This MASSIVE number of T cell specificities (due to the different TCRs) is excellent for us to recognize any possible “threats” that we encounter during our lifetime. But here is the catch! This high TCR diversity comes with a cost. Due to the random generation of these receptors, we are now making T cells specific to proteins of our skin, heart, and thyroid… We call these cells self-reactive (or autoreactive) T cells, and they can cause significant health problems.

But wait up because our immune system is smarter than that! And there are many different mechanisms that it implements to keep those cells in check – ensuring they don’t attack our healthy cells. Together, these are called T cell tolerance; you can read more about it here. In this post, we are talking about one of these mechanisms known as T cell anergy.


I’m not responding to this!

The word anergy was first used by Von Pirquet in 1908 to identify a state characterized by an absence of reactivity in the immune system [2]. But around 80 years later, two brilliant scientists, Ronald Schwartz and Mark Jenkins, showed that T cells could become anergic [3]. Wait, what does it mean to be anergic? It means that you are not very responsive to stimuli. Thus instead of being ready to fight, you are “a little lazy about it”.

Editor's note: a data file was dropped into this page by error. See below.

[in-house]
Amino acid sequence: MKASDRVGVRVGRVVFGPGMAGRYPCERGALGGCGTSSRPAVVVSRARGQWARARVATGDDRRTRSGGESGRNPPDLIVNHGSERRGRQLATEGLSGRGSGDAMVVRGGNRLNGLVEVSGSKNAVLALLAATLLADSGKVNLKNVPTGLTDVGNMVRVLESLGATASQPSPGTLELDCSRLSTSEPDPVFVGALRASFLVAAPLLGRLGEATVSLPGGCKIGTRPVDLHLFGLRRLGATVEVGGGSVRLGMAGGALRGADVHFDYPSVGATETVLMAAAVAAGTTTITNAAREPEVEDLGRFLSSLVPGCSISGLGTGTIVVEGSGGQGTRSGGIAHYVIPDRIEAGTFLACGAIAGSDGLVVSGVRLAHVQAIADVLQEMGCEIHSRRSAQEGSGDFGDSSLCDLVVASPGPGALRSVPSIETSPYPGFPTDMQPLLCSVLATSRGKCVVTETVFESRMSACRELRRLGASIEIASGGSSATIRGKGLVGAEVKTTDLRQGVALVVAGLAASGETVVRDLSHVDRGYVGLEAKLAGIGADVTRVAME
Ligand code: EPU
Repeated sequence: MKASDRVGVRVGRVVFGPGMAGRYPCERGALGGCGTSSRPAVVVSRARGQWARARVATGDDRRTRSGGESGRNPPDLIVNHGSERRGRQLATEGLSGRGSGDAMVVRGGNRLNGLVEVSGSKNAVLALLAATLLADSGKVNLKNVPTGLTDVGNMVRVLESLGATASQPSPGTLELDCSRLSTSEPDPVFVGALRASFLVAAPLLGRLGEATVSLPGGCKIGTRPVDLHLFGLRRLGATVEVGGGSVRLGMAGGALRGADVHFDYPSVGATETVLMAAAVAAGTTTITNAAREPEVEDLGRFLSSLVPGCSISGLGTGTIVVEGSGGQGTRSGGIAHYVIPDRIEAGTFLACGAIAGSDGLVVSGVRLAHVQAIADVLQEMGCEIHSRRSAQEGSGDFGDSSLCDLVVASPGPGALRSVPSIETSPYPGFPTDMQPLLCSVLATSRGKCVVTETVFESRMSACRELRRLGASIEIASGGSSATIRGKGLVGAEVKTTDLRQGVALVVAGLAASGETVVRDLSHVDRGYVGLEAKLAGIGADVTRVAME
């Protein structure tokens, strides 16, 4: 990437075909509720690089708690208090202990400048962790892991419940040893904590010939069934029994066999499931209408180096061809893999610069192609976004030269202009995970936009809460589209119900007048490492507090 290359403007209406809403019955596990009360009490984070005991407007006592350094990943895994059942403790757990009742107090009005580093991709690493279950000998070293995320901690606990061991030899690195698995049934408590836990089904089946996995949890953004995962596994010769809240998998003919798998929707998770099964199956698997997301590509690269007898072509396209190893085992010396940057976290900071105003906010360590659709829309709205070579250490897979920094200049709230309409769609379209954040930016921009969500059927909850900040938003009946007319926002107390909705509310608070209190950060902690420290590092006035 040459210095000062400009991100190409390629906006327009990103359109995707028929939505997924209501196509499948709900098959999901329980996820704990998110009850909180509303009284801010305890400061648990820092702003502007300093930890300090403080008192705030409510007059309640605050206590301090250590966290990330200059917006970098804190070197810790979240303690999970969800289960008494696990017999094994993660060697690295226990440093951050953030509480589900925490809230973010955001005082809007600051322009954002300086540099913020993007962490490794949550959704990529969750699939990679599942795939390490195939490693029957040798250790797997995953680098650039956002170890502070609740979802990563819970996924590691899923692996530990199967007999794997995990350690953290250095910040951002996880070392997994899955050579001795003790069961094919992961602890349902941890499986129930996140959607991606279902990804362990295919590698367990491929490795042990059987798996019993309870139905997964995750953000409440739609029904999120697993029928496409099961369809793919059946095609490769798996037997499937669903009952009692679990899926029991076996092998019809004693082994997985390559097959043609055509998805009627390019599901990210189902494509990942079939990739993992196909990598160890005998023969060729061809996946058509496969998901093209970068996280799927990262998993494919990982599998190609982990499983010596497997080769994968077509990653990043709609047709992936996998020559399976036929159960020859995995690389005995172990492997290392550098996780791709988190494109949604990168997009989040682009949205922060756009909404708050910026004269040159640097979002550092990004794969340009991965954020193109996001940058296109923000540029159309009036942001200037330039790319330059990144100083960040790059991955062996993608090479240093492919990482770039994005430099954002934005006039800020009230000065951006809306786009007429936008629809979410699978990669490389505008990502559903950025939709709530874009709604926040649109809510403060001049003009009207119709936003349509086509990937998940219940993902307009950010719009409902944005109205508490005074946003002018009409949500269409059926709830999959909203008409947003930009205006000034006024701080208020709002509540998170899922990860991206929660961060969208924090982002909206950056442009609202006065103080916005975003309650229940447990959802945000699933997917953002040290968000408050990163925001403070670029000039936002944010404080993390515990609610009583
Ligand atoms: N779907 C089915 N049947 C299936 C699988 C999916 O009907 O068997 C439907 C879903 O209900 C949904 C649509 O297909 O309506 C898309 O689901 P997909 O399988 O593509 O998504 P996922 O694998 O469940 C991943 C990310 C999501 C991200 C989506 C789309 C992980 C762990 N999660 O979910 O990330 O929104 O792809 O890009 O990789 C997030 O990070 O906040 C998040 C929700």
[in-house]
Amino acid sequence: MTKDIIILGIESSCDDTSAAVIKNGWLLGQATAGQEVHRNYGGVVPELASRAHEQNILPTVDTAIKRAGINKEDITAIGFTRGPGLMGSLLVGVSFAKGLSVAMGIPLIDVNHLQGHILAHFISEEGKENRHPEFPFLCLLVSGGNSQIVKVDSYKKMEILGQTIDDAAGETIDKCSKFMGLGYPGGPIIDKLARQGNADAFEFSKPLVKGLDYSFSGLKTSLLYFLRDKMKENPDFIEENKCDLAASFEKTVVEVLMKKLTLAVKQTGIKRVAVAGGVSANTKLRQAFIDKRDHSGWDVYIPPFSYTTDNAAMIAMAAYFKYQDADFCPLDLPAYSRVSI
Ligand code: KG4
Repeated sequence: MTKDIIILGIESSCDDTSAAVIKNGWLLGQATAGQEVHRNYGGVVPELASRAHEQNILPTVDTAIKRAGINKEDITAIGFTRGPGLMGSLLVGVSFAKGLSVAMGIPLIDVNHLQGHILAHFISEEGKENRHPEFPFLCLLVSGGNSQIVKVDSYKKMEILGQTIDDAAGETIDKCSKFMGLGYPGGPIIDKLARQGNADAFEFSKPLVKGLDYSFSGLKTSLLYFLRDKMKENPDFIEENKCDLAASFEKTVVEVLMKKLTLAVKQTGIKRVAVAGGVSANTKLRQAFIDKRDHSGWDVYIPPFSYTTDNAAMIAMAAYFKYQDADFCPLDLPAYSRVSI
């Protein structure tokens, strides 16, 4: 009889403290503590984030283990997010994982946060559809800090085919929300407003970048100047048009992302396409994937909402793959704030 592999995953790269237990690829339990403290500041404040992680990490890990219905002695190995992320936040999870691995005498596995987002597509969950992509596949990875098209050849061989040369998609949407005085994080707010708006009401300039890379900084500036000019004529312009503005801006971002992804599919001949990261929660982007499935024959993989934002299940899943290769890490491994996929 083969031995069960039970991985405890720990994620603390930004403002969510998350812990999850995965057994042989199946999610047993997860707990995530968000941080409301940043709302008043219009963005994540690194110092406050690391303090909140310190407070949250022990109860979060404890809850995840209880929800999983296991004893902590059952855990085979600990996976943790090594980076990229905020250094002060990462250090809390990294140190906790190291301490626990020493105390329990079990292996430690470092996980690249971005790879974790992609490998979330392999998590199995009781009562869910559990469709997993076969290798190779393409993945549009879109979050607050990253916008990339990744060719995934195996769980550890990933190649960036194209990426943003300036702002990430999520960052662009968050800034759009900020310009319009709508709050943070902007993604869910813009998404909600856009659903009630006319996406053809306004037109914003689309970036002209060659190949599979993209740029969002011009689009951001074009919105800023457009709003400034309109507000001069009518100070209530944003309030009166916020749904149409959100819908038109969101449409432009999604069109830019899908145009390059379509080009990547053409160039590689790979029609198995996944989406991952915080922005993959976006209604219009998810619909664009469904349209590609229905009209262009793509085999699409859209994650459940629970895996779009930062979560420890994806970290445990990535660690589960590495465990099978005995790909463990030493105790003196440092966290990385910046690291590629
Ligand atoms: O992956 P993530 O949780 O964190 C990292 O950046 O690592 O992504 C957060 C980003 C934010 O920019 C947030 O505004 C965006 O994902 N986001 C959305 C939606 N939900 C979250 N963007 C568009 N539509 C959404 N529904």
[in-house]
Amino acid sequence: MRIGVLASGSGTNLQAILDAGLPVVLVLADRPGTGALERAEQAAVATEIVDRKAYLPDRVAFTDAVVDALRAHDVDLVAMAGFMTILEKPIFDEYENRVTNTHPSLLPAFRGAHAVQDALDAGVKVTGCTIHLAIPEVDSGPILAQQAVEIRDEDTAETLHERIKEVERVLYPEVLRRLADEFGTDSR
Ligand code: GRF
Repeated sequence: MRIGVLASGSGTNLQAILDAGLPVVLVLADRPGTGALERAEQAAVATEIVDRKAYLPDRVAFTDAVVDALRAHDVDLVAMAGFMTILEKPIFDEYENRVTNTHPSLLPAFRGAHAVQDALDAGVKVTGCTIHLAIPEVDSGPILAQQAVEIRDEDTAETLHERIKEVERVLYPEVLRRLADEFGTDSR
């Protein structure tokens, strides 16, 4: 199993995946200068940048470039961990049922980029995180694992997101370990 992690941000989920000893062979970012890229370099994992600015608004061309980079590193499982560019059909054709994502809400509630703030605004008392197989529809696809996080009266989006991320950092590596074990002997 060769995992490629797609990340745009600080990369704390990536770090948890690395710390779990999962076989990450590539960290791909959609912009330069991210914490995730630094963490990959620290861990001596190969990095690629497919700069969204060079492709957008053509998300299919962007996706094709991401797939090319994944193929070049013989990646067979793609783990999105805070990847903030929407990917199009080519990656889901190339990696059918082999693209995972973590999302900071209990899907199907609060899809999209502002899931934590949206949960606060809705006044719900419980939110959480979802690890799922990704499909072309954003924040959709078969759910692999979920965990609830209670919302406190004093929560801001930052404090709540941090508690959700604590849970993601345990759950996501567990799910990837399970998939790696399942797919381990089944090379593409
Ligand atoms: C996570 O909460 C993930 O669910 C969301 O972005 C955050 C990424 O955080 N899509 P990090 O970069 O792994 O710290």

Remember that to clear a threat, you need T cell strength and numbers! However, T cells that are anergic will have less of their powerful “fighting proteins” (known as cytokines), and they will also proliferate much less than a T cell that is not anergic. Together, this results in “less strength and fewer numbers”. This is a perfect scenario because we DO NOT want T cells that recognize heart proteins to fight and kill our heart cells. That would mean TROUBLE for sure!

So we want our self-reactive T cells to become anergic, meaning when they recognize self-proteins without inflammation, they will be Hyporesponsive (low strength, low numbers) and thus won’t cause damage to our healthy cells.


I’m not lazy, it’s called selective participation